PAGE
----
My husband has this habit (a bit irritating to me) of watching foreign movies without the subtitles. He’s perfectly happy enjoying the movie by watching and interpreting facial impressions and physical gestures. Sometimes he just likes to sit back and enjoy the cinematography or art direction. I realized the other day that I should be a little more tolerant and sypathetic of this habit of his because I’ve been known to buy books and magazines in foreign language because I simply enjoy the designs, the artwork and photography. Any item that has clearly drawn and organized symbolic instructions just leaves me in awe and appreciation. Perhaps it because these instructions effectively transgress any language barriers and effectively present the task or material in a truly universal language. Even though Japanese knitting patterns have elements that are indecipherable to me, I still think that a non-Japanese speaking individual can glean more from the design of the object than one could from patterns written in English.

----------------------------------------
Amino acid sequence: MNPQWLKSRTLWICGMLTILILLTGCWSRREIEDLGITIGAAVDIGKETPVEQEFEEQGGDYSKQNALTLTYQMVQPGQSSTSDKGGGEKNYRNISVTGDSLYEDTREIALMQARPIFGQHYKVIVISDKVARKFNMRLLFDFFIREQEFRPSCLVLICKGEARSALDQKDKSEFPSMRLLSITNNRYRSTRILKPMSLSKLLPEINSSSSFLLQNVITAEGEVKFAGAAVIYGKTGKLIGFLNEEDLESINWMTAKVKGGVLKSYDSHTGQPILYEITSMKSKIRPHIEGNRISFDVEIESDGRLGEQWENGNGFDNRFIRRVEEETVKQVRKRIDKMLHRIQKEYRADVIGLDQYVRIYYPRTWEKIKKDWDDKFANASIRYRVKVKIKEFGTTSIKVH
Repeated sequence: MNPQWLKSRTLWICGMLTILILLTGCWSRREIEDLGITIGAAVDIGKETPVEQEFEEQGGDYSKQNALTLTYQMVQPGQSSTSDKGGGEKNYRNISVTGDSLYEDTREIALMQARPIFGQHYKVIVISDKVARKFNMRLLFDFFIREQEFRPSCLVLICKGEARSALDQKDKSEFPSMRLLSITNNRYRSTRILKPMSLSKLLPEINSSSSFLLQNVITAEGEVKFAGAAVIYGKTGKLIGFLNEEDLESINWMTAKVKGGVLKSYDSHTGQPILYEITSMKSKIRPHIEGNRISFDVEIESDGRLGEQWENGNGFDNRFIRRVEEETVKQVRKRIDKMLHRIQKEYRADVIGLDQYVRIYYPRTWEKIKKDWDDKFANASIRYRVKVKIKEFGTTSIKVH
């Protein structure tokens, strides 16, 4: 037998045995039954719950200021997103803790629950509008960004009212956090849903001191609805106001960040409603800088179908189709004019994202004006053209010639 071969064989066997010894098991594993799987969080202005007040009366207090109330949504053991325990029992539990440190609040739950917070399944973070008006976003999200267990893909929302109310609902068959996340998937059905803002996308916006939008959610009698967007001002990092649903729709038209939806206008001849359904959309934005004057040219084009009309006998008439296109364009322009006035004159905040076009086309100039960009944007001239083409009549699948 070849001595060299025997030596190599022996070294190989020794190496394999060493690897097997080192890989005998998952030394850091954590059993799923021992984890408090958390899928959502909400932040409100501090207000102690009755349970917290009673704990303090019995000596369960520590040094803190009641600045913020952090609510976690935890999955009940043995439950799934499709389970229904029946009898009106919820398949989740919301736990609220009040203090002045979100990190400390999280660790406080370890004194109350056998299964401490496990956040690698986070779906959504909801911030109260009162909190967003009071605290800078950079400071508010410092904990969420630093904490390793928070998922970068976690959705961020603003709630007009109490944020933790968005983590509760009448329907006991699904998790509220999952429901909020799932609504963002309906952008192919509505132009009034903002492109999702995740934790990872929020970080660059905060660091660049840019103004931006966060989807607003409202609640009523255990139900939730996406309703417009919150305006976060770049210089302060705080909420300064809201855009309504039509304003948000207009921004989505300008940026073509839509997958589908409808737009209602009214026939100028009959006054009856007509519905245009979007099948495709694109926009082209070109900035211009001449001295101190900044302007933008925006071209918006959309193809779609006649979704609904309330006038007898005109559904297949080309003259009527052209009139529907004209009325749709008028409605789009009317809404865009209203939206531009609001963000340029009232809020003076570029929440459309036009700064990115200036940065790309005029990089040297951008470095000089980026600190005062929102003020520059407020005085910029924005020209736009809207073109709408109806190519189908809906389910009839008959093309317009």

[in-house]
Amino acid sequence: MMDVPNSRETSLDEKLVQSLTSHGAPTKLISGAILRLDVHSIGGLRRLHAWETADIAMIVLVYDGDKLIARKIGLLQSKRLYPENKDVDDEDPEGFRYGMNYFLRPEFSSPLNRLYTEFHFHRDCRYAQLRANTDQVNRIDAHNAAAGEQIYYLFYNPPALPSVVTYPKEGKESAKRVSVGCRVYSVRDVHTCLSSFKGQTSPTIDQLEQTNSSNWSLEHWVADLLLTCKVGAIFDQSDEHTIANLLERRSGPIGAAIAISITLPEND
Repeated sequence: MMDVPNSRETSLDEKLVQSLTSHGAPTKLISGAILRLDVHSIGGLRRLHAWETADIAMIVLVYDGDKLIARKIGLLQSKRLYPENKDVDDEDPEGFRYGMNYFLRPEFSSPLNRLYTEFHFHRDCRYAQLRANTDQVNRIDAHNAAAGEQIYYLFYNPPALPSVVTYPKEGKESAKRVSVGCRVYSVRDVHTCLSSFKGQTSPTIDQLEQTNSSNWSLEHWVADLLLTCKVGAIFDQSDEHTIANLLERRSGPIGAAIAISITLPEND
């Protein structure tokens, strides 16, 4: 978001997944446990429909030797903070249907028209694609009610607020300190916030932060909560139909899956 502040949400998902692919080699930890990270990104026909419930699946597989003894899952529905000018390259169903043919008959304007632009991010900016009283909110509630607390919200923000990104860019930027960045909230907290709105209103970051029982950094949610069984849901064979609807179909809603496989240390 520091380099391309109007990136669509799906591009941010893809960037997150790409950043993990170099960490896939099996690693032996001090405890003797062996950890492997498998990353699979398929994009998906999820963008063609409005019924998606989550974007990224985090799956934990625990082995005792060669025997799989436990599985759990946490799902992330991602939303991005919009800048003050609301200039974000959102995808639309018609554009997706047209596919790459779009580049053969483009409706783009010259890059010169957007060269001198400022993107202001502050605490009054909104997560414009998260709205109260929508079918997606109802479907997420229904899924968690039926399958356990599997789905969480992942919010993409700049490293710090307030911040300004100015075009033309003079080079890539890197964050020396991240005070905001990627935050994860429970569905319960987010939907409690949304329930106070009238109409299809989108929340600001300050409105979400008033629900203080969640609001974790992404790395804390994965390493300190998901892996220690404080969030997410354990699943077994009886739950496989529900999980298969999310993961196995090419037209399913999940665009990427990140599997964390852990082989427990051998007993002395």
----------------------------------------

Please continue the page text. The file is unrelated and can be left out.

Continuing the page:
As I mentioned in a previous post, I bought a few knitting pattern books as well as a stitch dictionary (for both knitting and crochet) in San Francisco’s Japantown a two weeks ago. I am planning to attempt one of the hat patterns soon with the help of some of the translation resources (see below) and the stitch dictionary. If I attempt to work on any of the garments in these books, I’ll have to strategically place darts or increases in the patterns to accommodate the ‘curviness’ of my figure. 🙂
The cute little hat, I’d love to make (it’s crochet)
Resources for using Japanese Patterns:
A helpful PDF guide that walks you through the process of understanding and using Japanese Patterns. There are also several web resources on the subject listed at the end of this document.
Wonderful Guide including translations of needle sizes and common terms:
Legend for Stitches: